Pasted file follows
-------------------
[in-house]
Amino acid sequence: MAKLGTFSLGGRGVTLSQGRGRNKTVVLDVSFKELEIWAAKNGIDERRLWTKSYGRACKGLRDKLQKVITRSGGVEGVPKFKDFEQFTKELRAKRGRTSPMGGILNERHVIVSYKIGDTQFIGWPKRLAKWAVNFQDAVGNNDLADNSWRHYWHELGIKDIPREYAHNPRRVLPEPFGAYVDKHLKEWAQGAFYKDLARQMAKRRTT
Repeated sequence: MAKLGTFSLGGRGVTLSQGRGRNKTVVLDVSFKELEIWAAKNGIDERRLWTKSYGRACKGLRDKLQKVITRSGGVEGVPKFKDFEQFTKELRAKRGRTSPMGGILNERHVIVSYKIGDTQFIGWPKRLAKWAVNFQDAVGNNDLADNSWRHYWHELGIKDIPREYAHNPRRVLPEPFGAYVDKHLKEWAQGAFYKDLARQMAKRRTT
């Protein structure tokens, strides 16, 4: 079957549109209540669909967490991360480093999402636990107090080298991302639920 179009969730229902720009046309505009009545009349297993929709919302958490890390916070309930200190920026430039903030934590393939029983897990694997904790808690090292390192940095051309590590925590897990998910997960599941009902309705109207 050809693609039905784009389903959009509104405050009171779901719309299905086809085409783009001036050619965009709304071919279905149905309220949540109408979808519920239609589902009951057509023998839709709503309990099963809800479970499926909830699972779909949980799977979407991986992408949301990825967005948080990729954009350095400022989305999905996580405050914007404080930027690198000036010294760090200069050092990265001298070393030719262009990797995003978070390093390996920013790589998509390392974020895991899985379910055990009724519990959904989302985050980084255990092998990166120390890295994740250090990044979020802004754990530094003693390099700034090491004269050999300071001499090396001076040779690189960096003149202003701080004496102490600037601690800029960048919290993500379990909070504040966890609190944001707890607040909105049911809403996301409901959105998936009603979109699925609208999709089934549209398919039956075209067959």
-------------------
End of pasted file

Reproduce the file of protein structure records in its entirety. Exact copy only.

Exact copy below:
[in-house]
Amino acid sequence: MAKLGTFSLGGRGVTLSQGRGRNKTVVLDVSFKELEIWAAKNGIDERRLWTKSYGRACKGLRDKLQKVITRSGGVEGVPKFKDFEQFTKELRAKRGRTSPMGGILNERHVIVSYKIGDTQFIGWPKRLAKWAVNFQDAVGNNDLADNSWRHYWHELGIKDIPREYAHNPRRVLPEPFGAYVDKHLKEWAQGAFYKDLARQMAKRRTT
Repeated sequence: MAKLGTFSLGGRGVTLSQGRGRNKTVVLDVSFKELEIWAAKNGIDERRLWTKSYGRACKGLRDKLQKVITRSGGVEGVPKFKDFEQFTKELRAKRGRTSPMGGILNERHVIVSYKIGDTQFIGWPKRLAKWAVNFQDAVGNNDLADNSWRHYWHELGIKDIPREYAHNPRRVLPEPFGAYVDKHLKEWAQGAFYKDLARQMAKRRTT
């Protein structure tokens, strides 16, 4: 079957549109209540669909967490991360480093999402636990107090080298991302639920 179009969730229902720009046309505009009545009349297993929709919302958490890390916070309930200190920026430039903030934590393939029983897990694997904790808690090292390192940095051309590590925590897990998910997960599941009902309705109207 050809693609039905784009389903959009509104405050009171779901719309299905086809085409783009001036050619965009709304071919279905149905309220949540109408979808519920239609589902009951057509023998839709709503309990099963809800479970499926909830699972779909949980799977979407991986992408949301990825967005948080990729954009350095400022989305999905996580405050914007404080930027690198000036010294760090200069050092990265001298070393030719262009990797995003978070390093390996920013790589998509390392974020895991899985379910055990009724519990959904989302985050980084255990092998990166120390890295994740250090990044979020802004754990530094003693390099700034090491004269050999300071001499090396001076040779690189960096003149202003701080004496102490600037601690800029960048919290993500379990909070504040966890609190944001707890607040909105049911809403996301409901959105998936009603979109699925609208999709089934549209398919039956075209067959």